Letter: Coastal lawsuits are badly conceived
The new year is a time to reflect on the past and resolve to make positive change in the future. As I reflect on an issue that is of utmost importance to many coastal communities —coastal restoration —I am somewhat saddened that the primary solution offered by our state leadership has been to encourage lawyers to file hasty and ill-conceived lawsuits in hopes of a big, quick payday and a potential fill for some budget holes.
The truth is that we already have a restoration plan in place, and it’s currently being funded in large part by the very companies these lawsuits are attacking. These lawsuits are the absolute wrong approach to addressing this problem, and in fact, they may make the problem worse.
The oil and gas industry, which remains the cornerstone of our economy in South Louisiana, has simply followed the rules as set out by decades’ worth of existing law. The industry has done everything required by law to legally operate on our coast. Companies go through exhaustive scrutiny and only receive final permitting after agreeing to a rigorous administrative process set up to enforce these permits. If there have been violations of those permits or that process, the state Department of Natural Resources should and does vigorously pursue those that break the law. As in all matters, a lawsuit should be the last recourse, not the first.
The complicated issue of coastal land subsidence is a factor that many from the geologic and scientific community believe is the greatest cause of land loss. Louisiana’s coastline has been evolving for thousands of years. The fault lines far below our surface are continually shifting, adding to and taking away large masses of land. In addition to this is the fact that virtually every expert recognizes the governmentally-approved levee system as a factor in inhibiting the natural distribution of soil and silt that fed our coastline for centuries.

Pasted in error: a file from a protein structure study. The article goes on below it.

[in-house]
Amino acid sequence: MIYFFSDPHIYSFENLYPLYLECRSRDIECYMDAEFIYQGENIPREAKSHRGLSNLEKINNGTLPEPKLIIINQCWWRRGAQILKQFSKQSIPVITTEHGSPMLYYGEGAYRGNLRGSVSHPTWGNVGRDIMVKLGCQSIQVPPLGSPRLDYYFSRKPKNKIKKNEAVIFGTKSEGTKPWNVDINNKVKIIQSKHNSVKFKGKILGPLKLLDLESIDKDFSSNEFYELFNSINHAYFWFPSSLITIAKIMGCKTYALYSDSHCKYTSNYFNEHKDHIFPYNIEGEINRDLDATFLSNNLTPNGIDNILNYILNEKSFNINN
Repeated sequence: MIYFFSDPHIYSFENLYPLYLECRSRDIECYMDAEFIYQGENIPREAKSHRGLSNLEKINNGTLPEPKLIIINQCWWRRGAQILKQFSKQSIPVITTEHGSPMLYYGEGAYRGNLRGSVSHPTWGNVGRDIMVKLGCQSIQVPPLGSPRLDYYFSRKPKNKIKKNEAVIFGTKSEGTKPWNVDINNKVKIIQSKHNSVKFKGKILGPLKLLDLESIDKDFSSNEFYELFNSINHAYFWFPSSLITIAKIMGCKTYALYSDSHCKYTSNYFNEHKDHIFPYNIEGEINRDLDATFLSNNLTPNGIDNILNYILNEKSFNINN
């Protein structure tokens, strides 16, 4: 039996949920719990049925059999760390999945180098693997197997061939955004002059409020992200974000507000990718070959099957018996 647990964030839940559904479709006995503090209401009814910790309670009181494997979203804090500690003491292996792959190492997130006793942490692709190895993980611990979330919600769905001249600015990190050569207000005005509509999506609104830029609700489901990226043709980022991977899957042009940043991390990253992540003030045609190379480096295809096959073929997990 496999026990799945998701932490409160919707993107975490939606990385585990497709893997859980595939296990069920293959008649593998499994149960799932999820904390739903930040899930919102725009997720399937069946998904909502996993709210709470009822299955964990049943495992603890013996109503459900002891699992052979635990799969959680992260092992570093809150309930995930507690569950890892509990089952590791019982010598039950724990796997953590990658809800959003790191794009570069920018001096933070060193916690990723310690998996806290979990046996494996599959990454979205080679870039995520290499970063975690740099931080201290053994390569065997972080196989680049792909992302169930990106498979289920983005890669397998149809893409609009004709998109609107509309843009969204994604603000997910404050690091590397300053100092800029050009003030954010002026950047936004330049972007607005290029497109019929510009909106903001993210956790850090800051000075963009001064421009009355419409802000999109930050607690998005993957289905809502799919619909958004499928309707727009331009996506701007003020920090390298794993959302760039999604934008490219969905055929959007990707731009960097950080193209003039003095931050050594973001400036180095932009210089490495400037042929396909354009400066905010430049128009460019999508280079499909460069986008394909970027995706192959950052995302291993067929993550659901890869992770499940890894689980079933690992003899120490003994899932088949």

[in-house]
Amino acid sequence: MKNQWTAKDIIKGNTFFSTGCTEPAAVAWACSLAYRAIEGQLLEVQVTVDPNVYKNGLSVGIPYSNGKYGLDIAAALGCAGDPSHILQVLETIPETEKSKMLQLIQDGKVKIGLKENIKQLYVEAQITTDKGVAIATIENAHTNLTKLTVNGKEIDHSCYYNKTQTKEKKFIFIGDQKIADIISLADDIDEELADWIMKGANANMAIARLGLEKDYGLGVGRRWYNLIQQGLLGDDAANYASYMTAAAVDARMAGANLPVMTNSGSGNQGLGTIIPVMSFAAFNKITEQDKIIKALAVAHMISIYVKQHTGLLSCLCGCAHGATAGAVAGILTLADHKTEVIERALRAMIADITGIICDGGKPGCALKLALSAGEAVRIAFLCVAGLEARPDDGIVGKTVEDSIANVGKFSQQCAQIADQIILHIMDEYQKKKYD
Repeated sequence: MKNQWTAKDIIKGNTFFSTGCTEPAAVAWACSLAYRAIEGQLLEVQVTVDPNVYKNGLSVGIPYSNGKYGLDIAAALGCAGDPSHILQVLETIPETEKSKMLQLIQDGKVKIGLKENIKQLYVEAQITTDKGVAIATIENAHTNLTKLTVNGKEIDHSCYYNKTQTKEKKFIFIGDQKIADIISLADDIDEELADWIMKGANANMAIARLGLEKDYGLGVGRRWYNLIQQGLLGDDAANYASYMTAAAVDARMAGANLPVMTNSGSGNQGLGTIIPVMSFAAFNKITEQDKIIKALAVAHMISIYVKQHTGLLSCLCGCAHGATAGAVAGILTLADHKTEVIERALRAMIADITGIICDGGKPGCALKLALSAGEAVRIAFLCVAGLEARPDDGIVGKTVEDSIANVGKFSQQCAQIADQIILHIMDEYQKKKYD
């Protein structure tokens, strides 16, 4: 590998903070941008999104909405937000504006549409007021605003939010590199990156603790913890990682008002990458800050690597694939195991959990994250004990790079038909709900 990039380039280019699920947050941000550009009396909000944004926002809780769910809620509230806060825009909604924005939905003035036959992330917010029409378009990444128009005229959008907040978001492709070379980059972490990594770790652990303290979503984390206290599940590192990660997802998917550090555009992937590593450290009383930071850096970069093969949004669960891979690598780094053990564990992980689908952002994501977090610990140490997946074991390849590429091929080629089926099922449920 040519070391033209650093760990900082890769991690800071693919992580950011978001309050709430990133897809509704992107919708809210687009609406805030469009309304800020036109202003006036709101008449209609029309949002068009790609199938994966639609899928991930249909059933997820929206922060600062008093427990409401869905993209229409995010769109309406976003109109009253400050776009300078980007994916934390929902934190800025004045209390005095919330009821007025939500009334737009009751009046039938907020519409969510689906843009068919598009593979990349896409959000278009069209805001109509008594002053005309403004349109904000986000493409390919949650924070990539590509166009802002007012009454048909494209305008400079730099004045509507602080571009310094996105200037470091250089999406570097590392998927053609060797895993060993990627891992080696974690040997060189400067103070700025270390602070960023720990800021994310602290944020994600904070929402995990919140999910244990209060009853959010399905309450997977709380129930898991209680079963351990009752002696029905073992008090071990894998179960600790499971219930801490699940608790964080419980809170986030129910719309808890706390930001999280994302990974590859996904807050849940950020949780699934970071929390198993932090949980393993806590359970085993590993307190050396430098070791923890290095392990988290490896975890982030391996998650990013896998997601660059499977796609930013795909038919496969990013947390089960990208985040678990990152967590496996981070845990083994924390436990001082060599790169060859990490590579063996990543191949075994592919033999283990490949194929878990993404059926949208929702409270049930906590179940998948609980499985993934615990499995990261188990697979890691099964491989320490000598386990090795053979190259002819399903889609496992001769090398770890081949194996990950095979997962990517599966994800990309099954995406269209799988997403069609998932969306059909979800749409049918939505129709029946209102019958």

But, while all these experts acknowledge the issues are multi-faceted and increasingly complex, there remain those opportunists whose solution is simply a legal shakedown of a critical industry. The real disappointment is that environmentalists and coastal governing bodies, knowing that industry dollars are funding the current restoration programs, should actually be the greatest supporters of our oil and gas sector. Attacking these industry partners with lawsuits removes any incentive they have for operating or expanding in our state, thus removing new funding sources and reducing future payments from any equation.
As we look enthusiastically to a new year, let us resolve to find solutions for coastal restoration through sound science, not shakedowns. And, may we all recognize it is time for cooperation and compromise, not contentious and costly lawsuits.
State Sen. Sharon Hewitt
Slidell, Senate District 1